BG&E's utility poles drop from the sky Helicopter eases upgrading of line near Finksburg CENTRAL--Union Mills * Westminster * Sandymount * Finksburg

September 01, 1993|By Bill Talbott | Bill Talbott,Staff Writer

Most would be elated with one hole-in-one in a lifetime, but Bob Boyd of Perkasie, Pa., sank four in 18 minutes yesterday.

Mr. Boyd was not playing golf. He's the pilot of a Sikorsky helicopter that set 17 utility poles for Baltimore Gas & Electric Co. near Finksburg for a new electrical transmission line.

The utility company is upgrading a 33,000 volt transmission line to a 115,000-volt transmission line between Finksburg and Westminster to meet increased demand in the Westminster area.

Frank Wanken, a BG&E corporate affairs officer, said the 17 poles placed by the helicopter yesterday were in wetlands and other areas not easily accessible to ground vehicles.

In one location near Patapsco, BG&E would have had to build a road through a wooded area on a steep hill to transport the 75- to 95-foot steel or wooden poles.

Mr. Wanken said the helicopter operation was planned with the precision of a military operation, with ground teams coordinating timing with the helicopter crew.

Mr. Boyd, employed by the Carson Co., handles a helicopter that's capable of lifting 11,000 pounds with delicacy. It lifted each of the utility poles from a site on Ridge Road and flew them to the pre-drilled sites.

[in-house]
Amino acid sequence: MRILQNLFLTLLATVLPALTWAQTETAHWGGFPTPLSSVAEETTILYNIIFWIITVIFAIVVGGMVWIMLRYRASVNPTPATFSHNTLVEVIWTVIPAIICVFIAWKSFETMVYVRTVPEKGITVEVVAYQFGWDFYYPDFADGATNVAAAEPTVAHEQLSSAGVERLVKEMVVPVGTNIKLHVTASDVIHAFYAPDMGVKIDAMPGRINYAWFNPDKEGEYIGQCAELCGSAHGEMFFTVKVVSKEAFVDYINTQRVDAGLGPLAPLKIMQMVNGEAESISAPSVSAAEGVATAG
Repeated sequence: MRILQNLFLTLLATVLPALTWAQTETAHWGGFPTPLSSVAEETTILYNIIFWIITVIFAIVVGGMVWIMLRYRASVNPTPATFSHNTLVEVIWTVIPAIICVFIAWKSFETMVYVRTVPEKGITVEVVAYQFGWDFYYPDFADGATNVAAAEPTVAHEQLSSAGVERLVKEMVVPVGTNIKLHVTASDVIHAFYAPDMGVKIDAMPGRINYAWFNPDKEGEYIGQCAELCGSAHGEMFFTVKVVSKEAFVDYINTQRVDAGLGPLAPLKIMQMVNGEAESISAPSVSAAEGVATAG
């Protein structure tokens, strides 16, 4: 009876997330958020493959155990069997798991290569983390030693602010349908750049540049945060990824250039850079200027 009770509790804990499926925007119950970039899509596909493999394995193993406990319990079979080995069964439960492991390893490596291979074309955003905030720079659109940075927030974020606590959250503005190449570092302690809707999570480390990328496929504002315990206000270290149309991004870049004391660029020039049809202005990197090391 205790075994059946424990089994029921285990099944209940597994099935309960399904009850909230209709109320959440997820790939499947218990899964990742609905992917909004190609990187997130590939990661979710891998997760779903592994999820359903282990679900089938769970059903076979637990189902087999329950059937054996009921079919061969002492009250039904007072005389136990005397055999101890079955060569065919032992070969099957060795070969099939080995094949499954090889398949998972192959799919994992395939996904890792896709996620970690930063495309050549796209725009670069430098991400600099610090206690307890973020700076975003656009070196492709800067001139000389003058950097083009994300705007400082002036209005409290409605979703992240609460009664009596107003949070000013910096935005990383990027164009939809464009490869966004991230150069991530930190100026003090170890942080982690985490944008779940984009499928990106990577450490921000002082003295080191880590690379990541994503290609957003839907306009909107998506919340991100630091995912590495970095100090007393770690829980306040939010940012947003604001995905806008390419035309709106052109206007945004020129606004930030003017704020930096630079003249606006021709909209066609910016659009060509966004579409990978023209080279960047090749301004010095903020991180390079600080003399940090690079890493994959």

The pilot lined up the poles with the holes by looking out a bubble window to his left and talking by radio with a BG&E worker on the ground.

The 95-foot Douglas fir poles used in the project weigh more than 7,500 pounds each, said Mr. Wanken. The poles come from Washington state, from the only forest in North America where Douglas firs grow that tall.

Similar steel poles used weigh 4,500 pounds each. They are used for strength where there is a severe angle or bend in the direction of the transmission line, Mr. Wanken said.

Once he maneuvered the helicopter over each hole, Mr. Boyd had to hover some 200 feet above the existing 33,000-volt line and lower the poles between the electric wires -- through gaps only four feet wide -- into the holes.

During one of the "plantings" yesterday, Mr. Boyd lifted a wooden pole below the helicopter, carried it about half a mile, located the drop site, hovered until the pole stopped swinging in mild wind, and lowered the pole into the hole.

The procedure, which took about two minutes, was repeated at each of the 17 sites as ground crews scurried from one hole to another to keep up with the pilot.

The use of a helicopter to install poles is relatively new in this area, Mr. Wanken said. The procedure yesterday was videotaped by a BG&E cameraman and witnessed by several company officials and visitors, who watched from a nearby hill.

Mr. Wanken said yesterday's operation cost the company $20,000 for the helicopter, a small part of the $4.5 million, 9-mile project.

The new transmission line is expected to be completed by December.

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